So colleges – at least the majority of higher ed institutions that are not swamped with amazing applicants like some elite schools are – take a lot of international students for largely economic reasons. What's the big deal? Why shouldn't they take them? Diversity is good!
The problem (and note, crucially, that it's not a problem for the entire university community) is that these students can be poorly prepared to succeed in a US classroom and very little is done to help integrate these students into campuses often located in rural areas that lack much diversity. Let's unpack that a bit, and note that not all international students and not all colleges are identical on this point. Obviously.
First, international students often have an educational background that amounts to intense math, science, and computer skill training with nothing resembling what we broadly recognize as a Liberal Arts type education here in the US. This means universities will do one of two things: either put international students in courses where some will struggle mightily, or alter their curriculum so Tech-oriented students don't have to take any liberal arts or humanities courses. Those are both bad outcomes.
Another big problem is basic facility with English, which I hope we can agree is a prerequisite to any student succeeding in a US college classroom. I don't care if immigrants to the US speak English or not, as history shows that over time they and future generations will learn it inevitably. But for a person coming to the US specifically for the purpose of taking college courses, not being able to speak, read, and understand English is going to be a big problem.
I hope that isn't parsed or misconstrued to endorse some sort of racist closed-door policy. The issue is that – OK let's be real, we're talking specifically about China here – international student applicants are certified to have English language ability in a process that is clearly flawed. I'm not saying Chinese state policy is to cheat standardized testing and fudge applicant backgrounds and qualifications, but…it totally is. This is common knowledge, not a conspiracy theory. Administering standardized tests in China is a nightmare issue for organizations like ETS or College Board, and applications from China regularly have certification of skills and degrees completed that are of doubtful provenance. This is not the students' fault in the slightest. This is a situation beyond their control.
Anyway, the 80s movie stereotype of the Exchange Student who no-speak English is generally false, but in recent years with the sharp rise in recruitment from China there are in fact some issues.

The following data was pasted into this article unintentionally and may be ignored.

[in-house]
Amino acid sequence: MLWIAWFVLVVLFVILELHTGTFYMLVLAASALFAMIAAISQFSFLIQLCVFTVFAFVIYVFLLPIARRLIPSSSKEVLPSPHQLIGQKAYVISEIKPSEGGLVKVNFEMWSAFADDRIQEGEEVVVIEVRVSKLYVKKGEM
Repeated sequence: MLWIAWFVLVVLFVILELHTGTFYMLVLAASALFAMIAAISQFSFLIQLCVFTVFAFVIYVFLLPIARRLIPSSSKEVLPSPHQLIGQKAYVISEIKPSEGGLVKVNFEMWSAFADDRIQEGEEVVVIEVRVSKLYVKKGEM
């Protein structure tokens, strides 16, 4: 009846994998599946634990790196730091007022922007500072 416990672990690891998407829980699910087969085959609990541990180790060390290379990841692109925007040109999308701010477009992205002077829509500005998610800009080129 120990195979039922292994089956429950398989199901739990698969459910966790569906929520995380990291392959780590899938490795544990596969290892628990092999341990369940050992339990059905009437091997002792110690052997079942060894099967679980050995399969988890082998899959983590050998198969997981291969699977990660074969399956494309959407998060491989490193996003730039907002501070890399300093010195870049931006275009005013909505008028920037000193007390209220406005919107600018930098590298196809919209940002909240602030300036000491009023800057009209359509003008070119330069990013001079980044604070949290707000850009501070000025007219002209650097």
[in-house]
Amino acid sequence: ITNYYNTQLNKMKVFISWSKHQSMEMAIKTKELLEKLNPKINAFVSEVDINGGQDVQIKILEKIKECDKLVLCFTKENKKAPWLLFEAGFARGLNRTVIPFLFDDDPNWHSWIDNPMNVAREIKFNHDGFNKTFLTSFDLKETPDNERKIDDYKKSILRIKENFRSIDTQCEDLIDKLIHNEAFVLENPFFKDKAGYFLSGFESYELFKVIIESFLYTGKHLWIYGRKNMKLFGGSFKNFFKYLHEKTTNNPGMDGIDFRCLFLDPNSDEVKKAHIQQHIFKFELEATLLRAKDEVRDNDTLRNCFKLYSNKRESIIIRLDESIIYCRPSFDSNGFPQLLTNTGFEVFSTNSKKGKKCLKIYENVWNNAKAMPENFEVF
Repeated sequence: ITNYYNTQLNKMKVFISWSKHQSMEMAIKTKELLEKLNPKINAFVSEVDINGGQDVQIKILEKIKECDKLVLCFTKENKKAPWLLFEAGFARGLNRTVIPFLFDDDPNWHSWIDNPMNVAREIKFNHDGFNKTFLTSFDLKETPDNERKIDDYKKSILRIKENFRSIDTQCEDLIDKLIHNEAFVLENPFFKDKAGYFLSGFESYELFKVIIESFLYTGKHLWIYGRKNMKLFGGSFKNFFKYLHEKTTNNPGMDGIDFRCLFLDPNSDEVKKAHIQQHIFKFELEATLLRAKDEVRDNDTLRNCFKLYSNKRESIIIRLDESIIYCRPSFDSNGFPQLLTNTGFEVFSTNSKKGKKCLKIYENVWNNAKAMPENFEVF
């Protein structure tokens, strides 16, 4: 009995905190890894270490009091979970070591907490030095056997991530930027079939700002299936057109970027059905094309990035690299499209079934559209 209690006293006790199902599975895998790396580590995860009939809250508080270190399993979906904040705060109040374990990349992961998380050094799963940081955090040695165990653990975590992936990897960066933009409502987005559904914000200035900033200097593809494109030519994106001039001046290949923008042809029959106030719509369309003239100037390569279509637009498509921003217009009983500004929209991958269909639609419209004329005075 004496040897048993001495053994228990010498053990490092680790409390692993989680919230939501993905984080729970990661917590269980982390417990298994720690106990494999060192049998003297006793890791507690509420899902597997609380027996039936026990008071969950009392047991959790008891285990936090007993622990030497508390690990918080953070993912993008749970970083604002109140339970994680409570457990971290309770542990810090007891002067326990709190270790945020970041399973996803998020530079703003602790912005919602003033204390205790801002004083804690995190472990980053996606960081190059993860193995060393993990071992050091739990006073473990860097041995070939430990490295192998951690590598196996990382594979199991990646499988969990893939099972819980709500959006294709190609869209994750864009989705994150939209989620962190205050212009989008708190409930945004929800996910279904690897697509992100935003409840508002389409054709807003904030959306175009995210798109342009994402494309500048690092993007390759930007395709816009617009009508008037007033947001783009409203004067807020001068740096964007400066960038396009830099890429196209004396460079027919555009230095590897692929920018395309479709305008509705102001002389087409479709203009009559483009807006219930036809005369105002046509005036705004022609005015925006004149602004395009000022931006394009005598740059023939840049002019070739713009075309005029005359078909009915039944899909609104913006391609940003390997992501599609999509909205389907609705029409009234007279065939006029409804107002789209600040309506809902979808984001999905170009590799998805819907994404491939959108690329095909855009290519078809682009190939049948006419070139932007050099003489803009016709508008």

The second big issue is support and integration. You cannot accept a couple hundred Bengali or Ukranian or Chinese or Turkish students and just drop them in the middle of rural western Michigan and say "OK, good luck!" Support resources for foreign students might not be urgently needed in Chicago or San Francisco or Miami, but they definitely are in Rural Rust Belt, Missouri. Real efforts to integrate students with the larger campus are rarely attempted. Instead, schools more commonly take the "self contained biosphere" approach, setting up a separate living environment for all international students and just sort of telling them to make the best of it. I've never been an international student, but it's not hard to imagine how social, personal, and psychological issues could be a big problem. I imagine myself dumped not into Beijing but into some rural city in China where I might be one of only 100 English-speaking white people and I do not have a hard time seeing how that could be intimidating and alienating.
Let's be honest again and recognize that in some parts of the US, the non-campus community might also be hostile to the idea of universities (especially if public) catering to thousands of people speaking foreign languages. I don't need to elaborate here; suffice it to say that is a problem and it is rarely dealt with in a systematic and serious way.
International students are great. Don't get me wrong. It is ironic to me that every non-US citizen student who has ever taken my (often required) Intro to American Government course has passed it, often with an A or B. These are good students as a group; smart people and a pleasure to deal with. Unfortunately they are often (though obviously not always) put in situations where they are going to have a hard time succeeding through no fault of their own. Their government is telling them "Go, do this or you have no future" and on the American end we are saying "Yes, come, show us the money!" and it doesn't take an overwhelming amount of cynicism to see how that doesn't create the best set of incentives.
I don't see a likely solution so long as the vast majority of higher education institutions in the US compete for a stagnant or (in some states) shrinking population of college-aged people. Tuition will go up, but so will the discounts given in what is a very competitive environment for highly qualified students. Someone and something has to take up the slack.